Participate in a Study
Currently, more than six million Americans have Alzheimer’s disease, the most common form of dementia. By 2050, that number is projected to triple. Though so many are affected, challenges in finding volunteers hinder our efforts at developing a cure. As a research volunteer, you champion the effort to prevent, slow, and, one day, cure Alzheimer’s disease and related dementias.
Participation in research is the only way we can hope to find cures for diseases such as Alzheimer's disease and promote normal healthy brain aging for all. We have a variety of studies for individuals with and without memory loss. To discuss how you can participate please call us at (859) 323-5550. Alternatively, you can give us some basic information by completing our online research interest form and we will get back in touch with you soon.
University of Kentucky Alzheimer’s Disease Center Brain Aging Research Study
The UK- Center brain aging research program is our longest-running research study for individuals with and without memory problems. This is a unique opportunity to contribute to ongoing research in the areas of Alzheimer's disease and normal aging.
The ABROAD Study is a research study for people who have been diagnosed with mild Alzheimer’s OR have been experiencing signs and symptoms of Alzheimer’s. Study doctors want to learn if an investigational drug for the symptoms of mild Alzheimer’s works and is safe.
The purpose of the AHEAD study is to evaluate whether BAN-2401, a study drug, can help reduce the risk of developing Alzheimer’s disease dementia among individuals who are cognitively normal and have intermediate or elevated levels of amyloid. Participation in this research study will involve visits every two to four weeks over a four-year period to receive the study drug via infusion. Participants will receive either the study drug or a placebo. You may be eligible to participate if you are ages 55-80, are in good general health, and are able to have an MRI scan.
Alzheimer Prevention Trials Webstudy (APT)
The APT Webstudy - aptwebstudy.org - is an online memory and thinking research tool aimed at accelerating enrollment into Alzheimer’s clinical trials by identifying and tracking individuals who may be at higher risk for developing Alzheimer’s. Participation in the APT Webstudy involves taking online memory and thinking testing four times per year. You may be eligible to participate if you are age 50 or older and are interested in being part of future Alzheimer’s disease prevention trials.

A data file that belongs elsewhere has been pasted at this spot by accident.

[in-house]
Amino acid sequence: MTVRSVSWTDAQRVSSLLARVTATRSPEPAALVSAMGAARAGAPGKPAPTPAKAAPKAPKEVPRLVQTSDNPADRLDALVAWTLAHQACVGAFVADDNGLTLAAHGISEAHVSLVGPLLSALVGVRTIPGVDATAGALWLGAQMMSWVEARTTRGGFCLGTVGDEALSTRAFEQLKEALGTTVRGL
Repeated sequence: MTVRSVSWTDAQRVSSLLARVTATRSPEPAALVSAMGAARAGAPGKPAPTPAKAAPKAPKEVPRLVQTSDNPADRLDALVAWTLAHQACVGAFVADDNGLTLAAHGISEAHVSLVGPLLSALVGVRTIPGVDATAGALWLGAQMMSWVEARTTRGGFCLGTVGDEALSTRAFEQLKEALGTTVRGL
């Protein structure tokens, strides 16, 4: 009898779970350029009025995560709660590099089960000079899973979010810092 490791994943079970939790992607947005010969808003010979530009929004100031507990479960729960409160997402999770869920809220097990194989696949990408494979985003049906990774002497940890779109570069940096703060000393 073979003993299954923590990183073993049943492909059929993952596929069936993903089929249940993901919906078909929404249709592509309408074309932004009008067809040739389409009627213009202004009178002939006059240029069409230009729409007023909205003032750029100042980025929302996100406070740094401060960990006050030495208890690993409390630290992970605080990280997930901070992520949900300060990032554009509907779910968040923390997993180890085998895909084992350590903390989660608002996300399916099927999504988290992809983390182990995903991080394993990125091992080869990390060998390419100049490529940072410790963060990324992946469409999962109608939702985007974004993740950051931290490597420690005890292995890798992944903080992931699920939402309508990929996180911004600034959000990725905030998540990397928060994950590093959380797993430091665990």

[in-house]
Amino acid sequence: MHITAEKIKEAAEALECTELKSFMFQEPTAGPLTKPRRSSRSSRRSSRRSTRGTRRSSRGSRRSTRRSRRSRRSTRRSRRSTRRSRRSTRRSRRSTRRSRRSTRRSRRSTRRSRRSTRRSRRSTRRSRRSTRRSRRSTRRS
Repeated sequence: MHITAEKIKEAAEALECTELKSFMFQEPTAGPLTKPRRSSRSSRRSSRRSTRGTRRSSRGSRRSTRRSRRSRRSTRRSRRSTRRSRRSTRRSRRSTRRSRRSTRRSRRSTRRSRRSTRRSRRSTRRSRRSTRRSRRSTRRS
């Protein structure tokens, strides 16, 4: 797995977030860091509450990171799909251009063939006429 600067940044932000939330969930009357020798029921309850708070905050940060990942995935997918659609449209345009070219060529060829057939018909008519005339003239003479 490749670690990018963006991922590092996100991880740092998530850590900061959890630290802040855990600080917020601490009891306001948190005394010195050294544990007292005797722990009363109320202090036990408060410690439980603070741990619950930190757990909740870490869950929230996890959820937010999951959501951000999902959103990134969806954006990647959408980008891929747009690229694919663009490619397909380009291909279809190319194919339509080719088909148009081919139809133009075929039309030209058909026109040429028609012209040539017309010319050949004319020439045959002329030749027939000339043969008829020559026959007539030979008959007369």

DIVERSE VCID Study
The Sanders-Brown Center on Aging is a partner site for the DIVERSE VCID Study.
As awareness of dementia increases, it is common for individuals to seek clinical evaluation for cognitive complaints.
Black American and Hispanic/Latinx Americans are at greater risk than White Americans for developing dementia, likely reflecting historical and present-day systemic racism and social inequities that affect brain health. In fact, social determinants of health strongly contribute to the increased prevalence of vascular brain disease in older adult populations from diverse backgrounds. Neuroimaging studies performed as part of cognitive assessment frequently identify incidental White Matter Hyperintensitites (WMH), usually ascribed to microvascular disease by radiologists, raising patient concerns about their brain health and future risk for dementia.
To date, however, we are not aware of any studies that have comprehensively examined the impact of individual and combined MRI measures of white matter injury on cognitive performance among a diverse, non-demented, stroke-free population with cognitive complaints over an extended period of observation. To study this problem directly, the US National Institute of Neurological Disorders and Stroke (NINDS) has commissioned Diverse VCID, a 6-year study of 2,250 Americans from diverse backgrounds to understand the role that WMH play in developing Alzheimer's disease and other dementias.
The results of this study will be used to develop and validate a predictive risk model to inform future care for Black Americans and Hispanic/Latinx Americans.
For further information, please see kentucky.myhealthybrain.org.
The SHIMMER study is designed to evaluate the safety and effectiveness of the study drug CT1812 in adults with mild to moderate Dementia with Lewy Bodies (DLB). The purpose of this study is to learn how well you or your loved one tolerate(s) a once-a-day oral dose of CT1812. Qualified participants will be in this study for approximately 8 months.
One in five persons diagnosed with Alzheimer's disease actually have LATE (Limbic predominant age-related TDP-43 encephalopathy), formerly known as Hippocampal Sclerosis of Aging. SMArT-HS is a phase IIa study to assess the safety and tolerability of nicorandil (currently commonly used for chest pain) in people who are 75 years or older with memory complaints.
The purpose of the START study is to learn if a new treatment, CT1812, can safely slow memory loss caused by Alzheimer's disease.
Participation in this study will involve taking the medication or placebo capsule once a day, attend in-person visits for medical assessments and procedures, and keep a study partner that helps with giving the investigational treatment to the participant and provides behavior and health information about the participant to study site staff. Qualified participants will be in the study for 18 months.